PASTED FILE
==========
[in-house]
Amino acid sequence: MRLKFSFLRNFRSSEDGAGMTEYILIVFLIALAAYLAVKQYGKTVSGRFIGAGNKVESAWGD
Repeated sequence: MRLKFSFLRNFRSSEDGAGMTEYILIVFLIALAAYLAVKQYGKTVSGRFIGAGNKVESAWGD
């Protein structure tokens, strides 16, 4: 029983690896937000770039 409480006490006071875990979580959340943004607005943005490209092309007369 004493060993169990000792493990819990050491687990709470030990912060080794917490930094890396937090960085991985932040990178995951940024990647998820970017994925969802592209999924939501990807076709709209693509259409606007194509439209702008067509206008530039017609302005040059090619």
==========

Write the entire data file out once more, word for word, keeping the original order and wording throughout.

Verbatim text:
[in-house]
Amino acid sequence: MRLKFSFLRNFRSSEDGAGMTEYILIVFLIALAAYLAVKQYGKTVSGRFIGAGNKVESAWGD
Repeated sequence: MRLKFSFLRNFRSSEDGAGMTEYILIVFLIALAAYLAVKQYGKTVSGRFIGAGNKVESAWGD
């Protein structure tokens, strides 16, 4: 029983690896937000770039 409480006490006071875990979580959340943004607005943005490209092309007369 004493060993169990000792493990819990050491687990709470030990912060080794917490930094890396937090960085991985932040990178995951940024990647998820970017994925969802592209999924939501990807076709709209693509259409606007194509439209702008067509206008530039017609302005040059090619």